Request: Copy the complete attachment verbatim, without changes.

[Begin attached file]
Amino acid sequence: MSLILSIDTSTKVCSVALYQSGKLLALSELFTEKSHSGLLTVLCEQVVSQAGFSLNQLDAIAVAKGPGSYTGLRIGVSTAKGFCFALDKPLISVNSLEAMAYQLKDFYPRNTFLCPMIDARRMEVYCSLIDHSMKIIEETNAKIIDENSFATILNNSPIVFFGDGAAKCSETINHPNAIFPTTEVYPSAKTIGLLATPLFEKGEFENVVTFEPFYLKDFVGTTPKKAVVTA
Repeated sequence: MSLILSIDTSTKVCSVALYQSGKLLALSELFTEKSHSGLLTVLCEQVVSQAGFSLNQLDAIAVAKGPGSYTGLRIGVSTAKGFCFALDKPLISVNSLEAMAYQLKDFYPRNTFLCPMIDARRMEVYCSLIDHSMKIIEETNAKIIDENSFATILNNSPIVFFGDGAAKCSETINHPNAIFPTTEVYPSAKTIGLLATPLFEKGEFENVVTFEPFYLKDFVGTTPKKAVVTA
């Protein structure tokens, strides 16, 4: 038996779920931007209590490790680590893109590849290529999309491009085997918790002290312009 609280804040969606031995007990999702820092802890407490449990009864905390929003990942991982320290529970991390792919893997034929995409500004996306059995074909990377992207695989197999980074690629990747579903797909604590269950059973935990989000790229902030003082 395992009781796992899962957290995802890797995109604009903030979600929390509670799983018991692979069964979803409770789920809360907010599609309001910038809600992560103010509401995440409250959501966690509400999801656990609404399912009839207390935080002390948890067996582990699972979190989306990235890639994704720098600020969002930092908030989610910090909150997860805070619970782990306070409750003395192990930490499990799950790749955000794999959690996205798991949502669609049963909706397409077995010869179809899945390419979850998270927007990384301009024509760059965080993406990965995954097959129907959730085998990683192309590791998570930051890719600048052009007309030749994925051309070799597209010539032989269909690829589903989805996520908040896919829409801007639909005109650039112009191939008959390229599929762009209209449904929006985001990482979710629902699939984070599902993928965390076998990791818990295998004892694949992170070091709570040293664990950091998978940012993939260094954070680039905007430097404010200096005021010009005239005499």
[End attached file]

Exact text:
Amino acid sequence: MSLILSIDTSTKVCSVALYQSGKLLALSELFTEKSHSGLLTVLCEQVVSQAGFSLNQLDAIAVAKGPGSYTGLRIGVSTAKGFCFALDKPLISVNSLEAMAYQLKDFYPRNTFLCPMIDARRMEVYCSLIDHSMKIIEETNAKIIDENSFATILNNSPIVFFGDGAAKCSETINHPNAIFPTTEVYPSAKTIGLLATPLFEKGEFENVVTFEPFYLKDFVGTTPKKAVVTA
Repeated sequence: MSLILSIDTSTKVCSVALYQSGKLLALSELFTEKSHSGLLTVLCEQVVSQAGFSLNQLDAIAVAKGPGSYTGLRIGVSTAKGFCFALDKPLISVNSLEAMAYQLKDFYPRNTFLCPMIDARRMEVYCSLIDHSMKIIEETNAKIIDENSFATILNNSPIVFFGDGAAKCSETINHPNAIFPTTEVYPSAKTIGLLATPLFEKGEFENVVTFEPFYLKDFVGTTPKKAVVTA
């Protein structure tokens, strides 16, 4: 038996779920931007209590490790680590893109590849290529999309491009085997918790002290312009 609280804040969606031995007990999702820092802890407490449990009864905390929003990942991982320290529970991390792919893997034929995409500004996306059995074909990377992207695989197999980074690629990747579903797909604590269950059973935990989000790229902030003082 395992009781796992899962957290995802890797995109604009903030979600929390509670799983018991692979069964979803409770789920809360907010599609309001910038809600992560103010509401995440409250959501966690509400999801656990609404399912009839207390935080002390948890067996582990699972979190989306990235890639994704720098600020969002930092908030989610910090909150997860805070619970782990306070409750003395192990930490499990799950790749955000794999959690996205798991949502669609049963909706397409077995010869179809899945390419979850998270927007990384301009024509760059965080993406990965995954097959129907959730085998990683192309590791998570930051890719600048052009007309030749994925051309070799597209010539032989269909690829589903989805996520908040896919829409801007639909005109650039112009191939008959390229599929762009209209449904929006985001990482979710629902699939984070599902993928965390076998990791818990295998004892694949992170070091709570040293664990950091998978940012993939260094954070680039905007430097404010200096005021010009005239005499």